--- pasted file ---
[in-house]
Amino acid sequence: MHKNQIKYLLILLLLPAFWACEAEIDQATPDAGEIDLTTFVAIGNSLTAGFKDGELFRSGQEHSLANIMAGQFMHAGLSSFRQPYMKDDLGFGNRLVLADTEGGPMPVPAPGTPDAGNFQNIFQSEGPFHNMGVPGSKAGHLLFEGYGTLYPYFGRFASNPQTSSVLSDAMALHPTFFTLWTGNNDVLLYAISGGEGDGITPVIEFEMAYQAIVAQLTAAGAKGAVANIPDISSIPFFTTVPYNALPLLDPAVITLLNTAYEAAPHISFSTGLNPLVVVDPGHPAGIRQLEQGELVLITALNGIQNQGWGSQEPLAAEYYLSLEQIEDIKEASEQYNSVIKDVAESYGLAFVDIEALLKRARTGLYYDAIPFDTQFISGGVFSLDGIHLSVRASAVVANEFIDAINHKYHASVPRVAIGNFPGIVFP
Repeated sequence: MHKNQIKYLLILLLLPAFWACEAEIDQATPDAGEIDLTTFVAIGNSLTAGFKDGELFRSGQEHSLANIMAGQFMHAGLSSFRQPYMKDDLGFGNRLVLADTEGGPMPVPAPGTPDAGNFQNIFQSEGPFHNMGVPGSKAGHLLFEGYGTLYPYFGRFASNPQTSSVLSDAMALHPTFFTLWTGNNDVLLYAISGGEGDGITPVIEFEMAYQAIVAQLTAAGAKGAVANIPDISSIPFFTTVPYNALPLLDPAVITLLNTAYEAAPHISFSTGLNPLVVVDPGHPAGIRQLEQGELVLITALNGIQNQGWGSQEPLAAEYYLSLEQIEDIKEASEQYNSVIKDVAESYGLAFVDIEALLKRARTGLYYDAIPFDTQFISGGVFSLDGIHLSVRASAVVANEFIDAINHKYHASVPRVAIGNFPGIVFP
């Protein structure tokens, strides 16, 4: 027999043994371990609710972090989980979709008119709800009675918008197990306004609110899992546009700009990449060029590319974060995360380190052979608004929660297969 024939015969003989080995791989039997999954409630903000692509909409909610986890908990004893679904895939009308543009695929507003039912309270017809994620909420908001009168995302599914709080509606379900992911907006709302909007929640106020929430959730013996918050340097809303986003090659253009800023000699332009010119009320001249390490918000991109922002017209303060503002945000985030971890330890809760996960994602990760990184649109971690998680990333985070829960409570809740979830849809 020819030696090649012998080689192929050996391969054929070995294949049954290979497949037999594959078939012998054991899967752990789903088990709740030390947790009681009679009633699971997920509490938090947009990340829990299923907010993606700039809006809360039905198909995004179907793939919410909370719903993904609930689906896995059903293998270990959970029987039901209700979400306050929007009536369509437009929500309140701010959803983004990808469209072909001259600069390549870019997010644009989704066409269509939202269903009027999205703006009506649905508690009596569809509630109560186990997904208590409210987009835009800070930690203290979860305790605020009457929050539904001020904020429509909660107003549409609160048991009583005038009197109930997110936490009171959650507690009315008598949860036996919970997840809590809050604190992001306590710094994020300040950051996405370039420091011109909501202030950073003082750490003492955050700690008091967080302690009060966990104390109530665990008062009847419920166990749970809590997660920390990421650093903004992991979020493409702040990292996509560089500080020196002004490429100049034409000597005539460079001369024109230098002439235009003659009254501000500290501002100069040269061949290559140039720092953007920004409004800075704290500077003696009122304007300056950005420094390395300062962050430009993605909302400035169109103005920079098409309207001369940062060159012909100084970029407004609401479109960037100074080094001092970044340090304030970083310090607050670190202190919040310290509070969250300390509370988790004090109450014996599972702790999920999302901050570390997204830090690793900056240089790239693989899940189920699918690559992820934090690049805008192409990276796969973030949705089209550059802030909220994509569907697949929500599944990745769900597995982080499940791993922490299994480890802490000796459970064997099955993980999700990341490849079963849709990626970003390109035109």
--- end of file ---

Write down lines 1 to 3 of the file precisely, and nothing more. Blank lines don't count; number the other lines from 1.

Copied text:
[in-house]
Amino acid sequence: MHKNQIKYLLILLLLPAFWACEAEIDQATPDAGEIDLTTFVAIGNSLTAGFKDGELFRSGQEHSLANIMAGQFMHAGLSSFRQPYMKDDLGFGNRLVLADTEGGPMPVPAPGTPDAGNFQNIFQSEGPFHNMGVPGSKAGHLLFEGYGTLYPYFGRFASNPQTSSVLSDAMALHPTFFTLWTGNNDVLLYAISGGEGDGITPVIEFEMAYQAIVAQLTAAGAKGAVANIPDISSIPFFTTVPYNALPLLDPAVITLLNTAYEAAPHISFSTGLNPLVVVDPGHPAGIRQLEQGELVLITALNGIQNQGWGSQEPLAAEYYLSLEQIEDIKEASEQYNSVIKDVAESYGLAFVDIEALLKRARTGLYYDAIPFDTQFISGGVFSLDGIHLSVRASAVVANEFIDAINHKYHASVPRVAIGNFPGIVFP
Repeated sequence: MHKNQIKYLLILLLLPAFWACEAEIDQATPDAGEIDLTTFVAIGNSLTAGFKDGELFRSGQEHSLANIMAGQFMHAGLSSFRQPYMKDDLGFGNRLVLADTEGGPMPVPAPGTPDAGNFQNIFQSEGPFHNMGVPGSKAGHLLFEGYGTLYPYFGRFASNPQTSSVLSDAMALHPTFFTLWTGNNDVLLYAISGGEGDGITPVIEFEMAYQAIVAQLTAAGAKGAVANIPDISSIPFFTTVPYNALPLLDPAVITLLNTAYEAAPHISFSTGLNPLVVVDPGHPAGIRQLEQGELVLITALNGIQNQGWGSQEPLAAEYYLSLEQIEDIKEASEQYNSVIKDVAESYGLAFVDIEALLKRARTGLYYDAIPFDTQFISGGVFSLDGIHLSVRASAVVANEFIDAINHKYHASVPRVAIGNFPGIVFP